# An unknown volume of water at 18.2°C is added to 33.5 mL of water at 35.0°C. If the final temperature is 23.5°C, what was the unknown volume?

Try to predict what you would expect the answer to be before performing any calculations.

It is noticeable that the final temperature is more in line with the colder water sample's temperature than the warmer sample's temperature.

As a result, you should anticipate that the colder sample will have a larger volume than the warmer sample.

The mass of the warmer water sample must now be calculated using the density of water, which can be found here for a range of temperatures.

Water Density (https://tutor.hix.ai)

The equation that shows a connection between heat gained or lost and temperature change will now be your preferred tool.

The fact that the heat gained by the colder sample will equal the heat lost by the warmer sample holds the key to solving this puzzle.

Heat loss also has a negative sign, so the minus sign is required.

The response, rounded to three sig figs, is

The volume of the colder sample was larger than the volume of the warmer sample, proving that the first prediction was accurate.

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To find the unknown volume of water added, you can use the principle of conservation of energy, specifically the equation:

[ q_{\text{lost}} + q_{\text{gain}} = 0 ]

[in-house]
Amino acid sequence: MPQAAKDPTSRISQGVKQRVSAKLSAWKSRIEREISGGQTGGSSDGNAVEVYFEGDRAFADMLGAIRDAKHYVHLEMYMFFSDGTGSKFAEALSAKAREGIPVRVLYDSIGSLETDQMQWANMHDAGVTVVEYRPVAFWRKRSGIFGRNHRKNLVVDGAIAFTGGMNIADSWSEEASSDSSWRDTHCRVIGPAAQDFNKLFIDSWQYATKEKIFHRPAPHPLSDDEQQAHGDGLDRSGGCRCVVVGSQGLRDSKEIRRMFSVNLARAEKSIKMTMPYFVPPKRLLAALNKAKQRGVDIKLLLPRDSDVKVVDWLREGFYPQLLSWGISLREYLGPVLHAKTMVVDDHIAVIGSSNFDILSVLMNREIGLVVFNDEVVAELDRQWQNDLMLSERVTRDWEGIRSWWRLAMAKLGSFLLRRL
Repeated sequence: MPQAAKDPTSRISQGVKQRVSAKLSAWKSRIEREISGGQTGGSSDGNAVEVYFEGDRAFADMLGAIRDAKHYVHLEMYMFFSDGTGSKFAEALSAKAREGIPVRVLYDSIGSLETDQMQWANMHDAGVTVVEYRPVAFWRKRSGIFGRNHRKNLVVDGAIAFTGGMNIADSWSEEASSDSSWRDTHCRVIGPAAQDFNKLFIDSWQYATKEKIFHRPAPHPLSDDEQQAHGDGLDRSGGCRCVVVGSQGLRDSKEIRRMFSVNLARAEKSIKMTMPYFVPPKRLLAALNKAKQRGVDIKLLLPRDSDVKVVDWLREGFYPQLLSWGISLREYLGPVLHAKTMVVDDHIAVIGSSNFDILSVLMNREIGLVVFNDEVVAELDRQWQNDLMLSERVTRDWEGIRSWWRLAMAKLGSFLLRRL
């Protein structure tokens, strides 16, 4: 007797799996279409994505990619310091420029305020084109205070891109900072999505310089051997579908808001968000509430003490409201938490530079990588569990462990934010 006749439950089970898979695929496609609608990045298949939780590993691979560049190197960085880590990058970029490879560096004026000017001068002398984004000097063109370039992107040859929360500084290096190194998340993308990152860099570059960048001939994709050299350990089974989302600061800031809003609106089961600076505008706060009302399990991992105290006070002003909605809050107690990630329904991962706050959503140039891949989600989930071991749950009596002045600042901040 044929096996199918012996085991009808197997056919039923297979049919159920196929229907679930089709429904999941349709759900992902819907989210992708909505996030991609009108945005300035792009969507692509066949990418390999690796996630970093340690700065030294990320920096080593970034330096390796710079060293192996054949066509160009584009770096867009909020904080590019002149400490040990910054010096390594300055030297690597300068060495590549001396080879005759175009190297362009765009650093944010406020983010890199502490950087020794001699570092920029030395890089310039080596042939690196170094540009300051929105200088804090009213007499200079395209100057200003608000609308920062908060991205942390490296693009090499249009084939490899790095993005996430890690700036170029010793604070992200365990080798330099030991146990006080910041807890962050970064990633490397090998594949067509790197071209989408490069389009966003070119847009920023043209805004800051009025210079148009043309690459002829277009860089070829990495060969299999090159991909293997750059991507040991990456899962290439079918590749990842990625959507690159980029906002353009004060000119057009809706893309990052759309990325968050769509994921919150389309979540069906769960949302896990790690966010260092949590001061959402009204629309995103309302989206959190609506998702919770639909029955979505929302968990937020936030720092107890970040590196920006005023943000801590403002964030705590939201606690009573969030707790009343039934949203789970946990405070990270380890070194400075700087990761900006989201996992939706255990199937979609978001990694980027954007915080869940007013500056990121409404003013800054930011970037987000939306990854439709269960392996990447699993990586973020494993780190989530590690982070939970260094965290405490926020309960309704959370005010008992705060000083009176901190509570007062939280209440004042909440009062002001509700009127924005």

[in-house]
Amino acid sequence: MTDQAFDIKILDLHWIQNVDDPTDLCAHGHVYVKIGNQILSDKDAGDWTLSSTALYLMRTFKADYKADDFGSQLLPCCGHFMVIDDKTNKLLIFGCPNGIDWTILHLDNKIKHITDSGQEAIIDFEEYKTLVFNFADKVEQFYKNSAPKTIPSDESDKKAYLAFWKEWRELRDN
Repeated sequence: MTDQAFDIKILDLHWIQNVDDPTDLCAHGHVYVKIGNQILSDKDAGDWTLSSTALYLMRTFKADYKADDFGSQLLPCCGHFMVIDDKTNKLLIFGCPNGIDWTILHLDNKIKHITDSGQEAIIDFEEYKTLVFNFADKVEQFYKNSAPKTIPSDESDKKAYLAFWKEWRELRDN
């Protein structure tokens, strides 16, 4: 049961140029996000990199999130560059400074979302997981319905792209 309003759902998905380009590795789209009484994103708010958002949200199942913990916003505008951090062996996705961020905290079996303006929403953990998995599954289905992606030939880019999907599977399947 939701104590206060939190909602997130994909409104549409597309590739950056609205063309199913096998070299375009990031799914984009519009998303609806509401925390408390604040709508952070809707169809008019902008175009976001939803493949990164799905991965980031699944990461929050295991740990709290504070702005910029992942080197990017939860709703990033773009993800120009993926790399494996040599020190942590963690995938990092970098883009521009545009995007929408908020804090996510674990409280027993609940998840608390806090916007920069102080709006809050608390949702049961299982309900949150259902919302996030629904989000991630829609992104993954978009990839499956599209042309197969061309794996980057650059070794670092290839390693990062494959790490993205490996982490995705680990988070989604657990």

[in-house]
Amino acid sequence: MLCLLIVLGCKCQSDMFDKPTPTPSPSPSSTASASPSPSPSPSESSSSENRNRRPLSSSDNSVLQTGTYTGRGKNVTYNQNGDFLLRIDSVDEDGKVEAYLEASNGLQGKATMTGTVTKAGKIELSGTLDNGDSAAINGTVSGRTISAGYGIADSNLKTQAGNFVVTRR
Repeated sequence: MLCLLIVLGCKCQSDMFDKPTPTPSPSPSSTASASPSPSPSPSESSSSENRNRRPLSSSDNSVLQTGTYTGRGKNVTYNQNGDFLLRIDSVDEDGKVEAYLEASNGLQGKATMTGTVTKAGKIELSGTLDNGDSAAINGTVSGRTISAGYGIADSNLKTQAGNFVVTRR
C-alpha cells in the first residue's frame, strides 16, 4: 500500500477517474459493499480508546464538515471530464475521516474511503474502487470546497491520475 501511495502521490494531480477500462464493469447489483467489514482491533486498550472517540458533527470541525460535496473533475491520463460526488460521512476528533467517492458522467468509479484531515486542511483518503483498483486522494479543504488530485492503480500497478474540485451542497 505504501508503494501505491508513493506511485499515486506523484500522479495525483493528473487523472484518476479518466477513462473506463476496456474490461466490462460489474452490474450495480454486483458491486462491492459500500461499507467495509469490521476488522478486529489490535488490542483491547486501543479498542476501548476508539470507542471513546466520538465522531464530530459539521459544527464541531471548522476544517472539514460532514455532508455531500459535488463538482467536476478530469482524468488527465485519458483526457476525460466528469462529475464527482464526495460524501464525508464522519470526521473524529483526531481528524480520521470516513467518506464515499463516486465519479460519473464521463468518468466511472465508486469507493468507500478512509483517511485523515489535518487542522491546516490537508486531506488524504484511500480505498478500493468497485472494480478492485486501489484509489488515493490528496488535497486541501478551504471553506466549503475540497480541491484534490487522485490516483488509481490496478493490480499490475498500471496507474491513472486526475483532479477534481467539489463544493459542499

Where ( q_{\text{lost}} ) represents the heat lost by the hot water and ( q_{\text{gain}} ) represents the heat gained by the cold water. This equation can be written as:

[ m_1 \cdot c \cdot (T_f - T_1) + m_2 \cdot c \cdot (T_f - T_2) = 0 ]

Where:

- ( m_1 ) is the mass of the hot water (given),
- ( m_2 ) is the mass of the cold water (unknown),
- ( c ) is the specific heat capacity of water,
- ( T_f ) is the final temperature (given),
- ( T_1 ) is the initial temperature of the hot water (given), and
- ( T_2 ) is the initial temperature of the cold water (given).

Rearranging the equation to solve for ( m_2 ), you get:

[ m_2 = - \frac{m_1 \cdot c \cdot (T_f - T_1)}{c \cdot (T_f - T_2)} ]

Now, plug in the given values and solve for ( m_2 ), which represents the mass of the cold water. Finally, convert the mass of the cold water to volume using the density of water.

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When evaluating a one-sided limit, you need to be careful when a quantity is approaching zero since its sign is different depending on which way it is approaching zero from. Let us look at some examples.

When evaluating a one-sided limit, you need to be careful when a quantity is approaching zero since its sign is different depending on which way it is approaching zero from. Let us look at some examples.

When evaluating a one-sided limit, you need to be careful when a quantity is approaching zero since its sign is different depending on which way it is approaching zero from. Let us look at some examples.

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